Crash or not, nothing can stop Farah over 10,000 at Olympics
ABS-CBN Sports on Aug 14, 2016 11:10 AM
Britain's Mo Farah celebrates with the gold medal after the men's 10,000-meter final during the athletics competitions of the 2016 Summer Olympics at the Olympic stadium in Rio de Janeiro, Brazil, Saturday, Aug. 13, 2016. (AP Photo/Kirsty Wigglesworth)
RAF CASERT, AP Sports Writer
RIO DE JANEIRO (AP) — Tripped or not, it seems nothing can stop Mo Farah over 10,000 meters in a major championship.
Not his training partner clipping his heel in the Olympic final. Not the assembled power of Kenya's best trying to wear him down. Not the final kick of his rival Paul Tanui. Farah proved again he is in a league all his own, now right up there with the greatest in history.
In a thrilling Olympic final, the Somali-born British runner even had time to put his hands on top of his head in the trademark "Mobot" sign, as well-known to distance runners as Usain Bolt's "to the world" move.
"It's never easy but everyone knows what I can do," Farah said. "I thought about all my hard work, and that it could all be gone in a minute."
Farah has three Olympic gold medals now from two Olympics and is preparing for the defense of his 5,000 title next week. A good bet considering he has gold in all major races over the distance going back to 2011.
Although he'd welcome a little simpler race next Saturday.
All was going to plan early on in the 10,000, when Farah was safely running in the pack with his American training partner Galen Rupp. Then, after 10 laps Rupp clipped his heel and Farah was down.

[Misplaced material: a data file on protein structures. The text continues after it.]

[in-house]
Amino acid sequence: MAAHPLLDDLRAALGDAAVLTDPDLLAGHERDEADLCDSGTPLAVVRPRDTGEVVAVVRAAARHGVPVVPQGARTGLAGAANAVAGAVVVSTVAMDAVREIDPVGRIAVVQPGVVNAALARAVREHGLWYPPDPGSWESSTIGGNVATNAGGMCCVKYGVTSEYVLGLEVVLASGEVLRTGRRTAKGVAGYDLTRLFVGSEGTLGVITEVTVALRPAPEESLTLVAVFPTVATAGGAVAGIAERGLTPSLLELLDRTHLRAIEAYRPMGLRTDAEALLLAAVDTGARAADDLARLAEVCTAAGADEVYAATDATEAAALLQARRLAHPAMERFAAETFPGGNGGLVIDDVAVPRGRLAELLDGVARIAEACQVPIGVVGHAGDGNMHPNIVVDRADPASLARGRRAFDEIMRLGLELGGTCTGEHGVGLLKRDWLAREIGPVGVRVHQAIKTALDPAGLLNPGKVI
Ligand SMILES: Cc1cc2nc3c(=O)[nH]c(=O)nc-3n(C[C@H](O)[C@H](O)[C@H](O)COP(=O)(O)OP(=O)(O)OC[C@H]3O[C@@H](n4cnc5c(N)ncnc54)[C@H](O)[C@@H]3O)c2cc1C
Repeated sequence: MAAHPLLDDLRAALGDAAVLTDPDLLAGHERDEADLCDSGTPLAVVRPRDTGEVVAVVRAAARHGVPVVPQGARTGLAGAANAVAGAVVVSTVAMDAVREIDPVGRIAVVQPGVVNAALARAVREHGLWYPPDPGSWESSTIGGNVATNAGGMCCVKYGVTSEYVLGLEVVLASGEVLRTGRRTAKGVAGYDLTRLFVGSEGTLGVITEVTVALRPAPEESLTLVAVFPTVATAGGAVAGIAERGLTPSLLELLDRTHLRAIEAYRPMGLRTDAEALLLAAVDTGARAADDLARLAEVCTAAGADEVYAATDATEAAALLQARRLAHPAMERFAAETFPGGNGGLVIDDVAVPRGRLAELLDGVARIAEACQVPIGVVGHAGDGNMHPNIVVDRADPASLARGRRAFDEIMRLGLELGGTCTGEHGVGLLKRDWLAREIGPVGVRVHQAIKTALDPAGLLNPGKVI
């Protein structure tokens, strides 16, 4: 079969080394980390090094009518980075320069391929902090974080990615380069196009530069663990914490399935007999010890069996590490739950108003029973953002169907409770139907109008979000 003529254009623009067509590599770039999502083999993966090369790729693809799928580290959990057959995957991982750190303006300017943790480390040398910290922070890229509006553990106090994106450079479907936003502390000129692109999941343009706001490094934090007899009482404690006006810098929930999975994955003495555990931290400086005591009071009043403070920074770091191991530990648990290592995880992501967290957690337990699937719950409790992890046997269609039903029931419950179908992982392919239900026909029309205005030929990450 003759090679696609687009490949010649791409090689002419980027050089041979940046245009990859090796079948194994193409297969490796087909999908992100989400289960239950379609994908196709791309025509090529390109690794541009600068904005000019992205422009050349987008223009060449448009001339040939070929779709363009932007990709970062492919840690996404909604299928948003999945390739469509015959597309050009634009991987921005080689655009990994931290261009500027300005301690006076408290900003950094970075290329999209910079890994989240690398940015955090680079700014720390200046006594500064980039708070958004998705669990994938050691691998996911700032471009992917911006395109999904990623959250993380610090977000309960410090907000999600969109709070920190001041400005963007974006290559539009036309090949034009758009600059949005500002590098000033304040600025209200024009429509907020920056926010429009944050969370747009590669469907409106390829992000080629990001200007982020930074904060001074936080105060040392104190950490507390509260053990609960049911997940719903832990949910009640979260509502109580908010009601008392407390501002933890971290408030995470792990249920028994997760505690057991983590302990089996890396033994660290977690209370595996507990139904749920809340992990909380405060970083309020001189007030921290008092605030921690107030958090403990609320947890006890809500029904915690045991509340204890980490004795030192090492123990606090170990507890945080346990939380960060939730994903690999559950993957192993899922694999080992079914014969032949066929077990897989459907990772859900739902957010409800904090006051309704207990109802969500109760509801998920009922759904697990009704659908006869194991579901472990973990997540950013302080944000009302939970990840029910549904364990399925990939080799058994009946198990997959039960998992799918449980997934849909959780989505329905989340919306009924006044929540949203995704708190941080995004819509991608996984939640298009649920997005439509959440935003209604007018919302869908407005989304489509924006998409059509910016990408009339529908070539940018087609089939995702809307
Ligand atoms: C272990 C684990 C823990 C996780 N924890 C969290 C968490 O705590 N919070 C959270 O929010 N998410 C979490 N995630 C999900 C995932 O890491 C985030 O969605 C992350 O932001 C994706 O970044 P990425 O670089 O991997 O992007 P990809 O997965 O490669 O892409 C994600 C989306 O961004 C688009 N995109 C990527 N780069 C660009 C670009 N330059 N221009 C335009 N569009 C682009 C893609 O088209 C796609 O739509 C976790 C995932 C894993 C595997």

"I bumped into him, there was a lot of pushing," Rupp said. Suddenly, Farah's path to a gold medal was significantly more difficult.
"It did take a lot out of me," Farah said in a post-race interview with the BBC. "I knew how hard I've worked and I wasn't going to let that go."
Then the Kenyans chimed in. Farah is known for his unmatched finishing kick, so wearing him down is the only way to win. And after his comeback from the fall, they would perhaps stand a chance. Not this time.
Even when three Kenyan tried to push away from the pack with spurts of acceleration, there was no shaking Farah off.
"It was hard to pick myself up, but I believed in myself and the work I went through," he said.
He took the lead with one kilometer to go, and usually that means the race is over. Yet this time, Tanui would not let go.
A bunch of four trailed Farah at the bell, and Tanui saw his chance down the back straight to finally break Farah's hold on long-distance racing.
No way. Farah produced yet another comeback and once he swerved past Tanui going into the final straight, he might as well have started his victory lap. He won in 27 minutes, 5.17 seconds. Tanui held on for silver in 27:05.64 and Tamirat Tola of Ethiopia took bronze.
He fell to the track at the finish, his face down, trying hard to take it all in.
A back-to-back long-distance double at the Olympics is a feat not achieved since Finn Lasse Viren did it the 1970s.
Follow Raf Casert on Twitter at http://twitter.com/rcasert